The concert will also showcase the composer or arranger talents of Henson, in several works, including “Limehouse Blues,” “I Love You,” “Farewell (For My Father),” “Freedom Jazz Dance” and “Back of the Line.”

“An Evening of Woodwind Chamber Music,” 8 p.m. Nov. 3
The program will feature pieces for varying combinations of wind instruments. The ensembles have been coached by Appalachian’s Dr. Jon Beebe, a professor of bassoon; Dr. Alicia Chapman, an assistant professor of oboe; and Dr. John Stanley Ross, the director of bands and an associate professor of music.

The program will include an arrangement for bassoons of the “Allegro” from Beethoven’s “Trio, Opus 87”; the “Allegretto” movement from Gustav Holst’s “Terzetto” (flute, oboe, and viola); and Henry Lazarus’ “Grand Concertante” (two clarinets).

Two alto saxophonists will be featured in the “Lebhaft” movement of Paul Hindemith’s “Concertpiece for Two Alto Saxophones.” Jacques Ibert’s “Cinq Pièces en Trio” for oboe, clarinet and bassoon will be performed, as will “Allegro moderato” from Ludwig Thuille’s “Sextet in B-flat Major, Op. 6.” The sextet features parts for flute, oboe, clarinet, horn, bassoon and piano.

Chamber Singers and the University Singers, 8 p.m. Nov. 4
Under the direction of Stephen M. Hopkins, Appalachian’s director of choral activities, the groups will perform music of Anton Bruckner, Ned Rorem, Gwyneth Walker and several other composers. Hollie Lacy, Appalachian’s accompanist, will play the piano.

The University Singers will perform Dan Forrest’s “The Music of Living,” Anton Bruckner’s “Locus iste,” and David Brunner’s “I Am In Need of Music.” Taylor Wafford, a soprano, will solo in “All That Hath Life and Breath Praise Ye the Lord.”

The same group will perform Odd Johan Overoye’s “Praise Be to the Lord,” Forrest’s “Good Night, Dear Heart,” Paul John Rudoi’s “Miniyama Nayo,” and Gwyneth Walker’s “The Tree of Peace.” Jester Hairston’s arrangement of “Hold On,” a spiritual, will also be performed.

As for the Chamber Singers, this group will perform “Exsultate Justi” by Ludovico da Viadana and “Ave verum” Philip W.J. Stopford. Also on the Chamber Singers’ portion of the program will be Giovanni Gastoldi’s “Amor Vittorioso,” Emilio Sole’s “Nadie me salvara,” Thomas Morley’s “I Love, Alas, I Love Thee,” Ned Rorem’s “Tears,” and Orlande de Lassus’ “Bon Jour.” The Chamber Singers will perform Morten Lauridsen’s “Sure on this Shining Night” as well as several spirituals.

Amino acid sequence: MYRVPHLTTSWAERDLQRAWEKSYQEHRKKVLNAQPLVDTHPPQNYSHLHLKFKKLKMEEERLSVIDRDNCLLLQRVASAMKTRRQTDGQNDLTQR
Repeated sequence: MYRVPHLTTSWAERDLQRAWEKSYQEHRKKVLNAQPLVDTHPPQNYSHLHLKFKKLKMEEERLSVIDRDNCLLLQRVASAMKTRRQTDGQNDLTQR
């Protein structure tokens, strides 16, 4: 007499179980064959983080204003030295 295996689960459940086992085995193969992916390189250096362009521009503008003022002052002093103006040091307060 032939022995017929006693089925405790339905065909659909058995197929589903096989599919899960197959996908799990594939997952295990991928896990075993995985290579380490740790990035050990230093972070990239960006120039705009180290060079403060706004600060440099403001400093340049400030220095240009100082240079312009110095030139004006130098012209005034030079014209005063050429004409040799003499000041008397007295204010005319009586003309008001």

About the Hayes School of Music

The Hayes School of Music prepares young musicians for professional lives as performers, composers, music educators, music therapists, conductors and music industry professionals, ensuring the next generation of musical leadership for the state, region and nation. Noted for quality instruction by national and internationally recognized faculty musicians, the school offers four undergraduate degree programs and three graduate-level programs.

About Appalachian State University

Appalachian State University, in North Carolina’s Blue Ridge Mountains, prepares students to lead purposeful lives as global citizens who understand and engage their responsibilities in creating a sustainable future for all. The transformational Appalachian experience promotes a spirit of inclusion that brings people together in inspiring ways to acquire and create knowledge, to grow holistically, to act with passion and determination, and embrace diversity and difference. As one of 17 campuses in the University of North Carolina system, Appalachian enrolls about 18,000 students, has a low student-to-faculty ratio and offers more than 150 undergraduate and graduate majors.